Living Without Refrigeration: Annoyance or Disaster?

A packed refrigerator
We spent a surprise week without refrigeration. While it was annoying, it wasn't terrible.

Our refrigerator died on a Friday, but we didn’t notice until Saturday. By the time the repair man came, ordered the part, and returned, we were without refrigeration more than a week. It was an inconvenience and a hint at what it would be like during a long-term survival crisis in which we had no refrigeration, but it wasn’t a disaster.

Now, in this case, “without refrigeration” didn’t mean “without freezer.” We have an upright freezer in our basement, and I moved everything from the freezer side of the refrigerator into the basement freezer. We also tossed several items from the refrigerator into the freezer for safe keeping. That saved us from losing much food.

I ran out and got 10 pound bags of ice and set up our two coolers as ice chests. Things like mayonnaise, salad dressing, cheese, sandwich meat, and mysterious bottles of sauces my wife uses when she cooks went in there. I set aside the other for eggs, dairy, vegetables and everything else. By the end of the week, we had eaten enough that we were down to one ice chest.

Ice works, but it’s not great. You have to set the chests somewhere they can drain or everything ends up floating. We don’t have an expensive cooler, so we ended up buying ice about every 36 hours.

A Practice Run

In the past, when the power has gone out for more than eight out 12 hours, we crank up the generator and run an extension cord to the fridge and freezer. That wasn’t possible this time, so it was a real test of living without refrigeration. Here’s what we learned:

If you have no refrigeration, you can’t have leftovers in the summer. You need to either eat all of the meal or learn to prepare less. I guess you could feed extra leftovers to the dog or chickens. The latter will eat almost anything we do. We made a conscious effort to eat all our leftovers and to then cook food that we could consume in one sitting.

For at least five months of the year, we could use coolers on the deck for refrigeration. Our stream generates lots of icicles when it is below freezing, so we could break off ice and use it to keep the coolers cool when it is above 40 degrees. This would allow us to preserve that last bottle of mayonnaise as well as any mid-winter leftovers. Likewise, If we butchered meat, we could hang it outdoors for a while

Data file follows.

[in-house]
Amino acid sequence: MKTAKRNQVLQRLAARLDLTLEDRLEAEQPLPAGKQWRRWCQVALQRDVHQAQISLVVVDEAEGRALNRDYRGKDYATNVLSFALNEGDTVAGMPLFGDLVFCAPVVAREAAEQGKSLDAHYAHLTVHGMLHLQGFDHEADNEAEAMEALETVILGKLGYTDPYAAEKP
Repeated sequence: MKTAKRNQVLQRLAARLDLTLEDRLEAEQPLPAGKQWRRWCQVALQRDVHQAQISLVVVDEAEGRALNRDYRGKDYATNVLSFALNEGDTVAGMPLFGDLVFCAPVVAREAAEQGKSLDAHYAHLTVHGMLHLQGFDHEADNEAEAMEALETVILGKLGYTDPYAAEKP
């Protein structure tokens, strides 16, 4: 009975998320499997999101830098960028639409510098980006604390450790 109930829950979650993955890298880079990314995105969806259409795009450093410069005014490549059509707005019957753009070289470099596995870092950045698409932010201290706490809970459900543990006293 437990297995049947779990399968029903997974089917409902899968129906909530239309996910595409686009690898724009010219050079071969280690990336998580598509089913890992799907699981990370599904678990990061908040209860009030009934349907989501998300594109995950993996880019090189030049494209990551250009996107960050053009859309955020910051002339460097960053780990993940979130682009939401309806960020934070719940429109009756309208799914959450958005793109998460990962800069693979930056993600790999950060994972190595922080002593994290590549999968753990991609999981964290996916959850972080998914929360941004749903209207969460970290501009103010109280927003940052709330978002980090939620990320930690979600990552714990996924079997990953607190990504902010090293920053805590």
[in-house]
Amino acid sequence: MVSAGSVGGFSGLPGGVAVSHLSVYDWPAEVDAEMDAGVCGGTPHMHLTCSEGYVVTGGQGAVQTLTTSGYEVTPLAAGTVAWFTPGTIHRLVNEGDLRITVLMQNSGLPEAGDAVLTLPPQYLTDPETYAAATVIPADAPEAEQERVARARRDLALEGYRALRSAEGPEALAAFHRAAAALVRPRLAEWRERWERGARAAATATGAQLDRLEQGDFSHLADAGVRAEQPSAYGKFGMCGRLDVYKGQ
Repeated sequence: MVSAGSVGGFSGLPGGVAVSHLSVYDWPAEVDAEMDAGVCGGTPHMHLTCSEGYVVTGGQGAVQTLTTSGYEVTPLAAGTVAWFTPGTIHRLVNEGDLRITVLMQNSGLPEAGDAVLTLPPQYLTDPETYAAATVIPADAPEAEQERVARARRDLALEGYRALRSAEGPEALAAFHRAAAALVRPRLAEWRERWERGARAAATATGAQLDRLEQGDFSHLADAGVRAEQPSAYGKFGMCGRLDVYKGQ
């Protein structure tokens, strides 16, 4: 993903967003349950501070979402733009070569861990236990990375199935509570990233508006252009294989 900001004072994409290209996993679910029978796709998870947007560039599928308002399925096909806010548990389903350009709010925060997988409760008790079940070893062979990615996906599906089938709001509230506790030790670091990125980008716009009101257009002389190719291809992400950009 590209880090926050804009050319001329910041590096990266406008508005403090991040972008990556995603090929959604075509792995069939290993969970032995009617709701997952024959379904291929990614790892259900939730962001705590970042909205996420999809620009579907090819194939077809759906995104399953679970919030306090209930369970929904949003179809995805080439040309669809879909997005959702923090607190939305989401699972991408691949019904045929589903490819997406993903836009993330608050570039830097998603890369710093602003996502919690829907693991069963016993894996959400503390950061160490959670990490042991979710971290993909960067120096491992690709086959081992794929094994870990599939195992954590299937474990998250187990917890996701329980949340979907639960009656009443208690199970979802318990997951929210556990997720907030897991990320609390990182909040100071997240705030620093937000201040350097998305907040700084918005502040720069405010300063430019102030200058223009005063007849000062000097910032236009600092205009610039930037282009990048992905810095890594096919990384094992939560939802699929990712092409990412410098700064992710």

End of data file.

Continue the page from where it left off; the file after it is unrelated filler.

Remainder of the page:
We also didn’t go shopping. You don’t want to have done $200 worth of grocery shopping and come home to find you have no way to keep fresh food fresh.

The one thing I missed most was the ice maker. This was a hot week and I like having ice in my water.

No Refrigeration, no Big Deal

When you get right down to it, during a post-SHTF scenario, we would not have much that needs full-time refrigeration. Here’s why:

First, we don’t have a source of dairy products, so there would be no milk, cream, sour cream cheese, ice cream and other dairy to go bad.

Second, while we have lots of spices, we have not made a conscious effort to store lots of extra “refrigerate after opening” sauces. We would use up the mayonnaise, salad dressings, barbecue sauce and other such items in the first winter and then do without. I’ve been tempted to buy a box of mayonnaise in single-serving pouches like they give you at the deli. That idea is worth further consideration.

Third, we would have to can more items, especially berries, apples and any other fruits we harvest, some of which are now frozen. Vegetables would also have to be canned or dehydrated. When we made soup, stew, or a large batch of chili, we would have to eat it or pressure can the leftovers unless it is cold outdoors.

Fourth, we can keep things cool in either the creek water or using water from our faucet, which stays cool now that we buried our waterlines. This would not be as good as refrigeration, but it would keep things 20 or 30 degrees cooler than the ambient air in July or August.

Freezer Issues

We would miss the freezer more because it is a great way to preserve food for the long term. Sixty percent of what is in our freezer is meat. We also use it for convenience items, such as those frozen berries and vegetables mentioned above, plus bagels, biscuits, and other baked goods. My wife, who came from a big family, often cooks in large batches, so we freeze the leftovers and warm them up weeks later.

Extra freezer space is also useful if you catch a big sale on something or if you bring home any game. I’ve seen people on YouTube run a freezer chest off of two solar panels, and that may be an undertaking worth considering.

If I had to pick one during a lengthy survival scenario, I’d go with the freezer. I’m not saying refrigeration isn’t useful, but in the long run, the freezer is more valuable.

Optimal Temperatures

Our first clue that the refrigerator was having problems is that the ice cream we served was not as hard as it should be. In hindsight, our ice maker was not making as much ice, another symptom of a dying refrigerator.

This episode also brought us greater awareness as to what are optimal temperature temperatures for our refrigerator and freezer. Set your freezer to 0°F, while the optimal temperature inside your fridge is 37°F. Of course, temperatures will vary slightly with use, so between 35°F and 39°F is a good range to aim for. Temperatures above 40°F can lead to food poisoning and spoilage.

Our freezer in the basement has a red temperature gauge on it, so if it drifts up from zero, we will notice. I think we’ll be getting a thermometer for our refrigerator.